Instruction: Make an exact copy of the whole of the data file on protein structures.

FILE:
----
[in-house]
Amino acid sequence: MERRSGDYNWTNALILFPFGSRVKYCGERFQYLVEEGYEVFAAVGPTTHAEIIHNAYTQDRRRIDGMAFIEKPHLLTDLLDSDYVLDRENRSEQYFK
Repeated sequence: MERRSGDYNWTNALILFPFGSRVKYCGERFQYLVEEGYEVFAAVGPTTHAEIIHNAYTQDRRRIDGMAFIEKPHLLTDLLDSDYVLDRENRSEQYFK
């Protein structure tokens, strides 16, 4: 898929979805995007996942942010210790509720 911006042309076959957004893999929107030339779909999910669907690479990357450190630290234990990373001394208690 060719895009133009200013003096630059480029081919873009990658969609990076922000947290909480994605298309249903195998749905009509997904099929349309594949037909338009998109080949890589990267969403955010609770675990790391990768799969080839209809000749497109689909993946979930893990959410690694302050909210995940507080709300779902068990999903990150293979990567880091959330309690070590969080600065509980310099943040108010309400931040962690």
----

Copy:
[in-house]
Amino acid sequence: MERRSGDYNWTNALILFPFGSRVKYCGERFQYLVEEGYEVFAAVGPTTHAEIIHNAYTQDRRRIDGMAFIEKPHLLTDLLDSDYVLDRENRSEQYFK
Repeated sequence: MERRSGDYNWTNALILFPFGSRVKYCGERFQYLVEEGYEVFAAVGPTTHAEIIHNAYTQDRRRIDGMAFIEKPHLLTDLLDSDYVLDRENRSEQYFK
């Protein structure tokens, strides 16, 4: 898929979805995007996942942010210790509720 911006042309076959957004893999929107030339779909999910669907690479990357450190630290234990990373001394208690 060719895009133009200013003096630059480029081919873009990658969609990076922000947290909480994605298309249903195998749905009509997904099929349309594949037909338009998109080949890589990267969403955010609770675990790391990768799969080839209809000749497109689909993946979930893990959410690694302050909210995940507080709300779902068990999903990150293979990567880091959330309690070590969080600065509980310099943040108010309400931040962690």